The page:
Dinner Twist spins full circle

21/12/2020 - 14:00


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A Curtin Ignition program helped a Perth couple scale their business and take on all comers.

Dinner Twist spins full circle
Chris and My Tistrand say it took time to educate the public about how Dinner Twist worked. Photo: Gabriel Oliveira

Research has shown that half of us eat the same seven ‘safe’ meals every week. Perhaps during lockdown earlier this year that became even more apparent.

A 2014 poll in the UK found that a quarter of adults ate the same meal on the same day every week, and 13 per cent had done so for more than 10 years. This is despite the fact that the average British household has six cookery books.

Falling back on the tried-and-tested family staples is far easier than convincing your kids to try cumin-infused beetroot salad with yoghurt, or similar creative dishes.

Cooking Swedes

In 2011, Perth couple Chris and My Tistrand were visiting family in Sweden.

“Having dinner at a friend’s house, we saw them cook from a delivered meal kit,” Mr Tistrand told Business News.

“Watching their whole family get excited about something they had previously dreaded really made a mark on us. That night, my wife and I decided we must bring the concept to Perth.”

The couple invested their savings, with Ms Tistrand as the head chef and ideas person, and Mr Tistrand working out the delivery logistics for the business they called Dinner Twist.

The first job was to educate Perth people on the new concept, to give their dinners ‘a new twist’, so to speak. They offered a box containing four meals with recipes and ingredients, delivered once a week or fortnight, for around $100.

“Market education took quite a bit longer than expected. Six months in, our savings were gone, so we had to take on a family loan,” Mr Tistrand said.

The following year was stressful, as Mr Tistrand acknowledged they were trying to sell a new product in an industry they knew little about.

“Quite a tough, foolish combination,” he said.


By 2015, the business was delivering to 350 households a week and had 14 staff.

It was that growth that propelled Dinner Twist to the winners’ circle in the Business News Rising Stars Awards (forerunner of RISE Business Awards).

Their prize included free entry into Curtin Ignition, a week-long intensive program for entrepreneurs and business owners. “Ignition propelled us from hobby business to a scalable business,” Mr Tistrand said.

Soon after, a new challenge arose when German giant Hello Fresh entered the market. While having more players in a market segment was helpful in building public awareness of the concept, Mr Tistrand said, it also provided an opportunity for the couple to clarify their objectives.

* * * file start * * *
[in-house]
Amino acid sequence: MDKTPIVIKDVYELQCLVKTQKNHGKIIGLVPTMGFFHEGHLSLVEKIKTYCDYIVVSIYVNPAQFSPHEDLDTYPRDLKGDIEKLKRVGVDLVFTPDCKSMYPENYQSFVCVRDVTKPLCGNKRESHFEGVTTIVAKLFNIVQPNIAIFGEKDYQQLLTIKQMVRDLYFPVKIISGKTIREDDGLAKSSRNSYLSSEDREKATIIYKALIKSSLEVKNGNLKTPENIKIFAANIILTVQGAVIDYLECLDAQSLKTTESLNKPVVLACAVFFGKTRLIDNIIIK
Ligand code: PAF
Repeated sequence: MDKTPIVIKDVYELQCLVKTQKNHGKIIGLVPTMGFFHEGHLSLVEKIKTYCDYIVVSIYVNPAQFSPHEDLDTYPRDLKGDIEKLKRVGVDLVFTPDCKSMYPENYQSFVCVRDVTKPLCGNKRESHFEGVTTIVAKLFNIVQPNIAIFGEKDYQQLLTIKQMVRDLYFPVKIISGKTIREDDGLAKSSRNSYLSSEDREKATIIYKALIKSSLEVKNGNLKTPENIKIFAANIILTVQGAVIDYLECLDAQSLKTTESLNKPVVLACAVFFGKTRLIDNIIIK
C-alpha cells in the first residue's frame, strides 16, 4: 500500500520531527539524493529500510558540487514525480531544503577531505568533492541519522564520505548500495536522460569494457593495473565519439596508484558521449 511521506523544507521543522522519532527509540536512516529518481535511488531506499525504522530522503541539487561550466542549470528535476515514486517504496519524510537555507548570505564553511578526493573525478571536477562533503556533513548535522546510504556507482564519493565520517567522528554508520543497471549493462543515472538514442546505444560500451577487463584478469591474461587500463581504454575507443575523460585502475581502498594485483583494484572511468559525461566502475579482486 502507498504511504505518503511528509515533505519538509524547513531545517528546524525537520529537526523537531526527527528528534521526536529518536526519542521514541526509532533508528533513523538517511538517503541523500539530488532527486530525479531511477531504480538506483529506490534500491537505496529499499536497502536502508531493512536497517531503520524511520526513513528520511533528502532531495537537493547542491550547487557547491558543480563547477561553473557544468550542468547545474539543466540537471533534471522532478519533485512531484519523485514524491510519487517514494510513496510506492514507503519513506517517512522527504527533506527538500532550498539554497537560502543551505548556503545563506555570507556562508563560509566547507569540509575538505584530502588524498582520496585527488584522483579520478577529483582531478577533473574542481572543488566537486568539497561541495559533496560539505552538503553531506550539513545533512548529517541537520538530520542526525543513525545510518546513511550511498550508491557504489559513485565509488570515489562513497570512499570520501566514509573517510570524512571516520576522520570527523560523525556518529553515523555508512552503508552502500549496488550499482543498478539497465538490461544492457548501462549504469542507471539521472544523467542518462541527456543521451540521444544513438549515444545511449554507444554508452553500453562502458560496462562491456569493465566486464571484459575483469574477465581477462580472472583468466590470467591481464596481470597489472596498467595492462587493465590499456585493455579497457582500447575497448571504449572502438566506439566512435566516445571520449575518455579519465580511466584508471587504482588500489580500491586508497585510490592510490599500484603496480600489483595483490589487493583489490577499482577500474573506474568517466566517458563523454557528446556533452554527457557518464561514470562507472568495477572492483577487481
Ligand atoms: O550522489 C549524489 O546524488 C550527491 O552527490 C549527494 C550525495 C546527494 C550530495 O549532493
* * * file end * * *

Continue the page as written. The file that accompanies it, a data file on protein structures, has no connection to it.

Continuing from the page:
“We knew [Hello Fresh] had enormous marketing budgets, and they sounded a lot like us,” he said.

“This prompted us to take a deep dive into our ‘why’, to find our own unique purpose.

“We realised we wanted to make a positive change in people’s health, and the world we live in.

“We wanted to reduce food waste, use less plastics, while supporting local farmers and promoting regenerative practices.

“What we really wanted to do was to move away from ‘doing less bad’ to actively doing good.”

This was how the local business would differentiate from then on.

The company now operates with less than 1 per cent of food wasted, has trimmed packaging time per box down to 25 seconds across three production lines, and sends out 1,850 deliveries a week.

“That’s a food box every eight seconds,” Mr Tistrand said. “So far in 2020, we’ve delivered 82,000 boxes, or 860,000 meals.”

Creativity & logistics

The business is part creative – thinking up new recipes every week (hardly any are repeated) – and part logistics. Sixty-five staff are now involved in delivering north and south of the river every week.

The pandemic only accelerated matters when people locked down in March.

Dinner Twist doubled the space of its Canning Vale headquarters. It also formed an online marketplace to allow local producers, whose restaurant and cafe business had collapsed, to connect with customers.

Revenue for the most recent financial year was just under $9 million, and the Tistrands’ plan for this year is upwards of $11 million. And they are well on track.

The Dinner Twist startup story demonstrates how a family-run business can make it in a tough competitive environment.

The Tistrands also like to give back. A few weeks ago, they hosted a Curtin Ignition alumni session at their head offices, an inspiration to the next generation of Western Australian startups.

It felt like they had come full circle.

• Charlie Gunningham is founder and principal of digital strategy advisory business, Damburst


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